Halfway To Paradise

Northants v Hampshire, County Championship, County Ground, 1st June 2013

Leicestershire v Middlesex, YB40, Grace Road, 2nd June 2013

Northants v Worcestershire, County Championship, County Ground, 5th June 2013

With the Championship almost at the half way point, it’s fair to say that Leicestershire and Northamptonshire’s paths have diverged, in that Northants are top of the table and Leicestershire bottom.  Northants’ record reads P7 W4 L0 D3, Leicestershire’s P7 W0 L1 D3.  Northants have 118 points, 44 ahead of second-placed Worcestershire (P8 W2 L3 D3).  Leicesteshire have 43.

A brief scan of these figures reveals why Northants are top – because they have won the most matches (which isn’t quite as silly as it sounds). To put it another way, the points system (16 for a win, 3 for a draw) is designed to make it worthwhile to play to win, even at the risk of losing.  Which makes it surprising that, for two matches in succession, Northants seemed to have settled for a draw when a win may have been unlikely, but not impossible.

As I reported the other week, if Northants had declared at lunch on the last day against Leicestershire to set them an achievable target, Leicestershire (who have little to lose) might well have responded and made themselves vulnerable to being bowled out by what has, so far, been the most potent attack in the Division.  On the last day of the match against Hampshire (which I attended) the circumstances were a little different, but the opportunity to win was still there, and spurned.

The first day had been washed out and the second truncated by bad light.  Hampshire had made 206 and Northants began the last day on 159-5.  At the start of the day it clearly made sense for Northants to ‘execute a plan’ to bat conservatively in search of maximum batting points.  At some point , though – perhaps when the 110 overs were up, or when they were 289-8, it might have occurred to them to thrash another quick fifty, declare 150 ahead and try to bowl Hampshire out again in a couple of sessions.  In this case they couldn’t even have lost the match.

Instead they batted on to 5.00 and 425-9, the only entertainment coming from Michael Carberry’s impersonations of various bowlers of his youth.  This, if it isn’t obvious, was his Vivian Richards.

Carberry as Richards

I should say that this analysis is not some eccentricity of my own.  Although this was not mentioned in any match report I read, the batsmen were benefiting from a good deal of vociferous advice from the stands (the gist of which was ‘get on with it’ and ‘declare’), not to mention the muttered puzzlement of most of the Northants faithful, who just couldn’t understand what was going off out there.  These are folk have have seen too many promising leads in the Championship frittered away to be counting any chickens (m’duck).

Their most recent match against Worcestershire (I was there on Day 1) illustrates the point perfectly.  Worcester were bowled out twice by Copeland et al. within 3 days (without the intervention of rain) and Northants won by an innings.  So, 44 points ahead when, with a little more boldness, it could have been 57 or even 70, and as good as home.  Copeland now returns to Australia and it remains to be seen whether he takes with him their ability to bowl sides out twice and their promotion prospects.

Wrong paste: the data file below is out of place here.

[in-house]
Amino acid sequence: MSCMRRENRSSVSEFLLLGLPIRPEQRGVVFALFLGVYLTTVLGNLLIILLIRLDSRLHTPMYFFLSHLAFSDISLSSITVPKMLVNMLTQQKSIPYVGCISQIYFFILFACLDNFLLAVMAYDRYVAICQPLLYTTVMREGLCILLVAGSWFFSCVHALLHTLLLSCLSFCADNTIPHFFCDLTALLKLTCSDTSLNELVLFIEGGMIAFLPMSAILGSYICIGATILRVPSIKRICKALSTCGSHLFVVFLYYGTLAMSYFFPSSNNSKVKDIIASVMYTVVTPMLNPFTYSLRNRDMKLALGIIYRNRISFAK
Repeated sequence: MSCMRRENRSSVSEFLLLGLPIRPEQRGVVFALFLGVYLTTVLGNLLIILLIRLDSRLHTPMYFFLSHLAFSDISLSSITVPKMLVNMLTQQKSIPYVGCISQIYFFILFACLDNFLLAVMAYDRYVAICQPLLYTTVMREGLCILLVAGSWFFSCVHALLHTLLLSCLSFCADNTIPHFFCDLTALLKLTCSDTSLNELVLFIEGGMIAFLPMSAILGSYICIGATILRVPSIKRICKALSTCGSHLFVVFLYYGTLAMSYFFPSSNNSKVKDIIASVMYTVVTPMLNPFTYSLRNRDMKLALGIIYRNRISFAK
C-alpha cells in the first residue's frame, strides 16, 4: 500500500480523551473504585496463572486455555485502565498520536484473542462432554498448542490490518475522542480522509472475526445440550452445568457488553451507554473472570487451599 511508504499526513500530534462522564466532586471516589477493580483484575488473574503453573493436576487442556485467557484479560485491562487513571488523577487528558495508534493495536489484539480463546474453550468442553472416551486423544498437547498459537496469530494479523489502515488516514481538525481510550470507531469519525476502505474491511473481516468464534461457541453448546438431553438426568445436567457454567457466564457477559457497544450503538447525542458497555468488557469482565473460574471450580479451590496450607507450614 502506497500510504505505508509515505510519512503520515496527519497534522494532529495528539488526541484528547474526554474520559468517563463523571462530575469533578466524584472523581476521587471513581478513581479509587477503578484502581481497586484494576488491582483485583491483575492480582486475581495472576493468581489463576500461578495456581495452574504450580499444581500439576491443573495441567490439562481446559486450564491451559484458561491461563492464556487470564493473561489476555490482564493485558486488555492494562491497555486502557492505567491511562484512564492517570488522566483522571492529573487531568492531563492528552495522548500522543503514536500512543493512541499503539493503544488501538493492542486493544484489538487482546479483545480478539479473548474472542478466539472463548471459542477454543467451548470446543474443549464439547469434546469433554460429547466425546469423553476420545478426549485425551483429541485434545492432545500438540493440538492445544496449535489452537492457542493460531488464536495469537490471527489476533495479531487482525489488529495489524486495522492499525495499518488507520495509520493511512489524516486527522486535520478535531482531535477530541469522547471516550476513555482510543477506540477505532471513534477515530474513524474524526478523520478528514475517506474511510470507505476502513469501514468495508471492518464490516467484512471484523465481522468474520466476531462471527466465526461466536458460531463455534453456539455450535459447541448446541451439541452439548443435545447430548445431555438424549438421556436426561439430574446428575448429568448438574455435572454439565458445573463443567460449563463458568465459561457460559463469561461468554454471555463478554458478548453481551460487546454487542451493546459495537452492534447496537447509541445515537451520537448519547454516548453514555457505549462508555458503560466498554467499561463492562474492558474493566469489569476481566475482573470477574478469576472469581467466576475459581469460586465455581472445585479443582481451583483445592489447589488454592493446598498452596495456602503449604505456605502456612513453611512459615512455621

An interesting sideshow was the sight of ‘keeper Murphy standing up to Andrew Hall (the point being, I think, to force Moeen Ali back into his crease).  Hall may be 38, but he is still brisk enough to be listed by Playfair as RFM and I’m not sure the experiment was an unqualified success (a couple of half chances and a number of byes sped past him).  Still, I think Gregor MacGregor would have approved the spirit, if not the execution.

Standing up to Hall

Standing up to Hall 2

Leicestershire’s 40 over match against Middlesex was one of those too common Sunday games where you would not have needed to be a dodgy subcontinental bookmaker to predict the result after 10 overs.  The Foxes batted first and things started promisingly with Cobb playing his magnificent stroke to knock James Harris straight back to the boundary for 4.  Unfortunately some intelligent and verging-on-quick bowling from Harris and Roland-Jones forced him (literally) on to the back foot.  Cobb’s spirit naturally bridled at being reduced to subtlety and he perished unleashing his magnificent stroke against a straight ball from Harris (the small, light-coloured object to the left of the picture may be a bail*).

Perishing Cobb

Our middle order are useful scrappers and consolidators of good starts, and they have Harborough’s own Rob Taylor ‘in their locker’, but they had little to consolidate here, and I was not surprised to learn, having left soon after tea, that Middlesex had won by 10 wickets.

The two sides meet again in the Championship at Grace Road this week.  Leicestershire have almost certainly left it too late for a romantic late dash for promotion, but – with an outside chance of fielding their first choice attack of Freckingham, Hoggard and Buck for the first time this season – they may be in with a chance of dragging Northants back unwillingly into the pack.  We shall see (well I will, anyway).

*In fact, probably one of the markers for the fielding restrictions.  Though he was bowled off this ball.

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